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Sidney v. Alejo

United States District Court, N.D. Illinois, Eastern Division

August 1, 2018

BRIAN SIDNEY, Plaintiff,
v.
LUIS ALEJO, et al., Defendants.

          MEMORANDUM OPINION AND ORDER

          MATTHEW F. KENNELLY UNITED STATES DISTRICT JUDGE

         Brian Sidney has sued Chicago police officers Kevin Osborn and Alfonso Herrera, the City of Chicago, Robert Morris University Illinois (RMU), and Luis Alejo, a Chicago police officer who also works as a private security guard for RMU. Following previous dismissals, Sidney has the following claims remaining: a claim against Osborn, Herrera, and Alejo under 42 U.S.C. § 1983 for false arrest; a state law malicious prosecution claim against Alejo and RMU; and a state law claim for intentional infliction of emotional distress against Alejo and against RM U.Sidney also asserts a claim against the City of Chicago under 745 Ill. Comp. Stat. 10/9-102 for indemnification of Osborn and Herrera. The defendants have moved for summary judgment on the remaining claims.

         Background

         RMU is a not-for-profit educational institution. Sidney graduated from RMU in 1987, and he used the library frequently as an alumnus. On June 25, 2014, Sidney arrived at the RMU library between 6:00 p.m. and 7:00 p.m. and lawfully accessed the library using his alumni identification card.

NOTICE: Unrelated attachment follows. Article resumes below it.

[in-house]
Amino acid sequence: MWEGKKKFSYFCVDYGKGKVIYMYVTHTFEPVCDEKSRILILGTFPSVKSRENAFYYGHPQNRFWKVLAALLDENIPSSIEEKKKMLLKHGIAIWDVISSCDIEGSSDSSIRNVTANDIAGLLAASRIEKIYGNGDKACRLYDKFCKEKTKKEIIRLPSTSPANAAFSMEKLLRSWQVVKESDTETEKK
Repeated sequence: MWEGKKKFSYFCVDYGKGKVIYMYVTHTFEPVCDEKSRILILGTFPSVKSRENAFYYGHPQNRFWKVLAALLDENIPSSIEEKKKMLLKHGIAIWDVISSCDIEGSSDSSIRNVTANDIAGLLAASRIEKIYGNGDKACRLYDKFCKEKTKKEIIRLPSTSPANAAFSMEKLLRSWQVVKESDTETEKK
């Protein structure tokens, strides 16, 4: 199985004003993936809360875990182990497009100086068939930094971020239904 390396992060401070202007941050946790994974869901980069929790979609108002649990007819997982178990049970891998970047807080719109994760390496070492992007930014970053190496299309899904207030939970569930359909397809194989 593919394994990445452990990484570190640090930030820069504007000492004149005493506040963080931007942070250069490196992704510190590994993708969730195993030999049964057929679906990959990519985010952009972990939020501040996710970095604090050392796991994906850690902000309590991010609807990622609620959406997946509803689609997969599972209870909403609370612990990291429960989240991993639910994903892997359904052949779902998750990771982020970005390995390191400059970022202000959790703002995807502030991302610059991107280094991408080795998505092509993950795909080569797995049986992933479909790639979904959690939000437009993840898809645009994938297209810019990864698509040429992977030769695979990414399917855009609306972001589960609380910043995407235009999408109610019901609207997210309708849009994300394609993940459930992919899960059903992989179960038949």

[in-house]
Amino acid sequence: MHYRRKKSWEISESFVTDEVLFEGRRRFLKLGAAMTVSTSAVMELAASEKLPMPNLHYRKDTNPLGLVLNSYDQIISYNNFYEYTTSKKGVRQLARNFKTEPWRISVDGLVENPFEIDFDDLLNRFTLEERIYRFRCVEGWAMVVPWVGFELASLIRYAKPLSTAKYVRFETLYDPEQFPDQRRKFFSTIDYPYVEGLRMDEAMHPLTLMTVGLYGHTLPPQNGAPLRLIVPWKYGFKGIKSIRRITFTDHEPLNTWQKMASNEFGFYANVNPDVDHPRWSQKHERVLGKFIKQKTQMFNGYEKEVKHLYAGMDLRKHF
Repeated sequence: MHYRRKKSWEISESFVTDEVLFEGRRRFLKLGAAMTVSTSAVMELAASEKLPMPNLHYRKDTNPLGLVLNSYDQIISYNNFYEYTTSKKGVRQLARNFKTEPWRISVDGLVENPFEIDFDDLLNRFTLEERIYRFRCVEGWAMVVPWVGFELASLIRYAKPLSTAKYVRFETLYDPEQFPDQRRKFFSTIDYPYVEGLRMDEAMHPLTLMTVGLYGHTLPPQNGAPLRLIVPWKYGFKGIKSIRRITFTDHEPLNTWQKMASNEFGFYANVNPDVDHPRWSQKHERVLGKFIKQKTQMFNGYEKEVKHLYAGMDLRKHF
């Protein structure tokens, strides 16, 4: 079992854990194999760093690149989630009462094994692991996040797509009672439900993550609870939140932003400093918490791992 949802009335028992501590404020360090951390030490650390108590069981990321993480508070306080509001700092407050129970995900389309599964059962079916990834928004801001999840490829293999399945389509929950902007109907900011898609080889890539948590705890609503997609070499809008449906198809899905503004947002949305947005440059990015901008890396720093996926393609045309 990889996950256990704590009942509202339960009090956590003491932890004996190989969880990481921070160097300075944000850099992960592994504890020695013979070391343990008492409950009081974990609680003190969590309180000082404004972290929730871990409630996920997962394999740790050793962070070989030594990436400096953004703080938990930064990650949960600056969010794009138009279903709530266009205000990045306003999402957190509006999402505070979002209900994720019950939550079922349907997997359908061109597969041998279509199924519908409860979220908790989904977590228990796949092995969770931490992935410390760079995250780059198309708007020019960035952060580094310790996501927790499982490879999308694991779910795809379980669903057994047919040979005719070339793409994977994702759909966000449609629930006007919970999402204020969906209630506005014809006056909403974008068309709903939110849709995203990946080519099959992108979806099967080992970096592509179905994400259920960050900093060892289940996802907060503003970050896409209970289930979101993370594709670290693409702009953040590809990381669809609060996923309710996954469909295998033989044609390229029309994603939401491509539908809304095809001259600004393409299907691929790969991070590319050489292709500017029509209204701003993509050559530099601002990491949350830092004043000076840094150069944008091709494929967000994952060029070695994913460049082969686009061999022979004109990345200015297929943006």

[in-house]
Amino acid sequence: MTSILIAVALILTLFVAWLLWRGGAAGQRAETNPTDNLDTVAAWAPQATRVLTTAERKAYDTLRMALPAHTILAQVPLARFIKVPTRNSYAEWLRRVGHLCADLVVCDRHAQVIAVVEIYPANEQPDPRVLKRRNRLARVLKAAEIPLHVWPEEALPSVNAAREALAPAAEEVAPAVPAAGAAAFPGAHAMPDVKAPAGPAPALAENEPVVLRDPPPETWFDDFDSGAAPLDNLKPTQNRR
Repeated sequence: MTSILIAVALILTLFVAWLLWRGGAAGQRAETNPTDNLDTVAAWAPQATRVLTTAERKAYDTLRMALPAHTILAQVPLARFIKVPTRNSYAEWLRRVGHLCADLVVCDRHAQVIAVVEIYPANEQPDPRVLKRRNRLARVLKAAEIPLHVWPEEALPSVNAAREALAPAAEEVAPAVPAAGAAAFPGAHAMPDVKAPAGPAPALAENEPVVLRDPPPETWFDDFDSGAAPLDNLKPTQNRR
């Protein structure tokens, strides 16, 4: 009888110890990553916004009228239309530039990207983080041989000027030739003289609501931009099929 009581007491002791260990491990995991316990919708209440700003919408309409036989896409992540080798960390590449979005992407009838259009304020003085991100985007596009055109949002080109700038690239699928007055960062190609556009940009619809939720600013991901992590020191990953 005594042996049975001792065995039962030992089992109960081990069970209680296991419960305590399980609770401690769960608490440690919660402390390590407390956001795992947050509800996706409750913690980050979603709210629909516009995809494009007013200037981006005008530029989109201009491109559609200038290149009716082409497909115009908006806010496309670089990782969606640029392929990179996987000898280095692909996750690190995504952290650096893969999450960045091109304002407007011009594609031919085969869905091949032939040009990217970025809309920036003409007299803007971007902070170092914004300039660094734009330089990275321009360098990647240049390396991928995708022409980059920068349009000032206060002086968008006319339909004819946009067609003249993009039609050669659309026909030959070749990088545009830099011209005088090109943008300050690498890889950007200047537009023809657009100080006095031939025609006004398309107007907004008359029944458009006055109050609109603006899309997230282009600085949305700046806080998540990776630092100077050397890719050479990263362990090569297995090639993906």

The RMU library and restrooms close at 10:00 p.m. Sidney left the library at 9:35 p.m. and stopped to use the men's restroom on his way out. While Sidney was in the restroom, someone knocked on the door and told him he needed to leave. Sidney answered that he would be out in a few minutes. About two minutes later, someone returned, knocked on the door, and again told Sidney he needed to leave.

         When Sidney left the restroom, he approached a man in the hallway and asked if he had knocked on the restroom door. The man-RMU security guard Matthew Nomellini-told Sidney that he had not but that he would call the person who had. Nomellini then called Alejo, who was working that night as an RMU security guard. Alejo says he observed Sidney acting aggressively toward Nomellini. Sidney denies this. Sidney asked Alejo if he had been knocking on the restroom door, saying, "The reason I'm asking you is because I am just inquiring is there something I need to know? Is something going on?" RMU's Mot. for Summ. J., Ex. B at 99:5-12. Sidney and Alejo exchanged words about bathroom closing procedures and disagreed about when closing procedures begin.